A powered exoskeleton prevents the elderly from falling
Wearable machines that enhance your movement and endurance no longer belong to the realm of science fiction. They are being developed today in the laboratory, and in this controlled setting, already prevent the elderly from falling.
Scientists at Scuola Sant’Anna in Italy and EPFL (Ecole polytechnique fédérale de Lausanne) in Switzerland have built a prototype of a smart, light-weight and easy-to-personalize exoskeleton that counteracts the loss of balance and promotes balance recovery after an accidental slip. This is a first in wearable machines, which are normally used to assist or enhance regular movement, instead of preventing an unexpected event like falling. The results are published on May 11th in Scientific Reports.
The exoskeleton was designed to help the elderly by preventing fall-related injuries, since seniors are involved in 40% of fatal injuries related to falling in Europe. But the exoskeleton could also be used as an aid for the physically impaired, amputees and those suffering from neurological disorders. It’s technology that will actually help people with their daily activities.
The exoskeleton is wearable from the waist down, and is vastly different from the armored stuff you see in today’s science fiction movies.
“Our smart exoskeleton is light-weight and extremely easy to personalize,” says Silvestro Micera, professor at EPFL and Scuola Sant’Anna and holds the Bertarelli Foundation Chair in Translational Neuroengineering. For this first prototype, the exoskeleton requires only a few minutes to adapt to a given patient, which involves adjusting the size for a particular user and learning the user’s gait.
How the exoskeleton works
At Hospital Fondazione Don Carlo Gnocchi in Florence, 69 year old Fulvio Bertelli puts on the wearable machine, a device equipped with motors at the hip, and braces made out of carbon fiber. The scientists adjust a few nuts and bolts, and Bertelli is ready to test his new gear. It is not yet the attire that can be discretely worn outside of the laboratory. But it works.
“I feel more confident when I wear the exoskeleton,” says Bertelli after having worn the machine on a special treadmill that can artificially make him lose his balance and slip.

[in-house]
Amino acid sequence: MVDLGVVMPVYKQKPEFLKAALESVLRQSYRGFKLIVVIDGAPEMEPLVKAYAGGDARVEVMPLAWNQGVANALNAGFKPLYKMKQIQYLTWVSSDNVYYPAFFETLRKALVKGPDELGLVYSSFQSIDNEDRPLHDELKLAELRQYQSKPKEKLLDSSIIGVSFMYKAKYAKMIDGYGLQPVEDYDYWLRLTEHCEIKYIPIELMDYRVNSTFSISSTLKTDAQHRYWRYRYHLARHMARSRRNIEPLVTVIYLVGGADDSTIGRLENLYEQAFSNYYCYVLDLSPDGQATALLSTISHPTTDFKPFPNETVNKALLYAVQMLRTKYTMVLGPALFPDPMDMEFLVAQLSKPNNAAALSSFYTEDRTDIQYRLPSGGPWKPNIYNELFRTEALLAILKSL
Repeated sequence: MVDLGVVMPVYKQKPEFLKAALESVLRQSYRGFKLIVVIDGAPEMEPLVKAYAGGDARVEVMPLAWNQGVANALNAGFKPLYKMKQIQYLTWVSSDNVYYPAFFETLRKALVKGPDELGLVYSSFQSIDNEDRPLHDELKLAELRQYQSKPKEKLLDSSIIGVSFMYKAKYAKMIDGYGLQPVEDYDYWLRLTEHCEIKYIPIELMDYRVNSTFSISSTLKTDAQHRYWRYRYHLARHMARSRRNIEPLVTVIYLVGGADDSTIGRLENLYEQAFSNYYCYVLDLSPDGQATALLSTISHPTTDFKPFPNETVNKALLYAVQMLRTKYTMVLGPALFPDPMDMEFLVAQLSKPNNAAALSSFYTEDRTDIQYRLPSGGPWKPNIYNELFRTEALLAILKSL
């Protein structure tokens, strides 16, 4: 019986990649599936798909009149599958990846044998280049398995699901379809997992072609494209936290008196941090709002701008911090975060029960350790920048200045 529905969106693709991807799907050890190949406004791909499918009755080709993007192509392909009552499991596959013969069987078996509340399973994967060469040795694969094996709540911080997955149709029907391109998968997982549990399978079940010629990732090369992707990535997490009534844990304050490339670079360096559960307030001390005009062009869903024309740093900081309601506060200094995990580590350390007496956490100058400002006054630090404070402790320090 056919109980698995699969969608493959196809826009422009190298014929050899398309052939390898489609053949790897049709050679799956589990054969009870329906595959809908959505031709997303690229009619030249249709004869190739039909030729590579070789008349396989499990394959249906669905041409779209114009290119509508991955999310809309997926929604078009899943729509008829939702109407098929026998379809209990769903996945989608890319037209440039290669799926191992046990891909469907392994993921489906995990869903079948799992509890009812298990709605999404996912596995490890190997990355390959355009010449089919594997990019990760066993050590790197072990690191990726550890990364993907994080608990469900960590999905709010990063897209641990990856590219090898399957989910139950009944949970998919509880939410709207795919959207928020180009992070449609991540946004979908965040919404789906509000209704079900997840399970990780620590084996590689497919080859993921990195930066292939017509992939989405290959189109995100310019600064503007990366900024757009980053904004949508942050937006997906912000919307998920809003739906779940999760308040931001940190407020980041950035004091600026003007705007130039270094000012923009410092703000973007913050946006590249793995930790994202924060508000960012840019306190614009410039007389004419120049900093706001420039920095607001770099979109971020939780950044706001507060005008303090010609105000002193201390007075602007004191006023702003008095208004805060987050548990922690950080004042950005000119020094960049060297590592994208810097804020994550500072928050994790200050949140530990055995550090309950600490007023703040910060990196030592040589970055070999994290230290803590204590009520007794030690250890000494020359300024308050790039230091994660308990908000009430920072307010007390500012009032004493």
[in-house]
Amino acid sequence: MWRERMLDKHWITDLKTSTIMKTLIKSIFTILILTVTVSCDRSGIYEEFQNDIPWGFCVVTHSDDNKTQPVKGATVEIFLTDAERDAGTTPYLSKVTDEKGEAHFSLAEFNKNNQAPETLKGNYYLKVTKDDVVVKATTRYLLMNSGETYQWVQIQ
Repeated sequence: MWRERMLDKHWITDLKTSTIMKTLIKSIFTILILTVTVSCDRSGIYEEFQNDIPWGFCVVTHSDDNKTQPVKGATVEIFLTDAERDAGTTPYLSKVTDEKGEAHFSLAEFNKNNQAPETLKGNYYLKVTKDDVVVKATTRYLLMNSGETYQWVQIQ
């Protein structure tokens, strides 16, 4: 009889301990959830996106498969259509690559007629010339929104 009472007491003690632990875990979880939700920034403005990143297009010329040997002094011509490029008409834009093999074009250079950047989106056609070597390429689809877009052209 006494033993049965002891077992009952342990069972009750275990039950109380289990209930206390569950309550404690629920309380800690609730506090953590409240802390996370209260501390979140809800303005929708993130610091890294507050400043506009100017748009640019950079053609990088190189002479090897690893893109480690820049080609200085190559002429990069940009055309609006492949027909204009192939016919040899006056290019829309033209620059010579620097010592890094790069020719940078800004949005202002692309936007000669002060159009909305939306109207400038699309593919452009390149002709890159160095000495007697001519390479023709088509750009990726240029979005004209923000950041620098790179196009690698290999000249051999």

The Latest on: Smart exoskeleton
- How A.I. Exoskeletons Could Make People Super-Human on June 24, 2017 at 1:37 am
Robotic exoskeletons have been heralded as the future of industry, physical rehabilitation, and geriatric assistance, but progress has been slow. That may be changing, beacause researchers from Carnegie Mellon University in Pittsburgh are developing a ... […]
- Smart Exoskeleton Adapts to Individual Users on June 22, 2017 at 10:36 pm
One of the challenges to designing prosthetics, or exoskeletons for the disabled, is that everyone is different. Technology designed to help a person walk or get around doesn't work very well when it is built to be one-size-fits-all. But scientists at ... […]
- ReWalk Unveils Soft Suit Exoskeleton for Stroke Patients on June 20, 2017 at 5:30 am
premiered the prototype for a soft suit exoskeleton intended to assist stroke survivors on Yahoo Finance. North America Takes Lead in Industry 5.0 by Necessity Embedded Vision Why Smart Manufacturing Is Guaranteed to Need Industrial Robotics Stäubli ... […]
- Robotic ‘exoskeleton’ lets man walk again on June 16, 2017 at 8:21 pm
ReWalk says the product is the first exoskeleton cleared by the Food and Drug Administration ... the way bulky bag phones evolved into slim smart phones. For now, Mills expects to fulfill a goal from the start of his training: to walk down the aisle ... […]
- Dexmo is an exoskeleton glove that lets you feel virtual objects on June 14, 2017 at 9:45 am
Dexmo is an exoskeleton for your hand ... Dexmo can also be used to control RC vehicles, smart lighting, third-party applications like Fruity Loops, and machine-assisted sign language interpretation. Heck, they even want robotics firms using it in bomb ... […]
via Google News and Bing News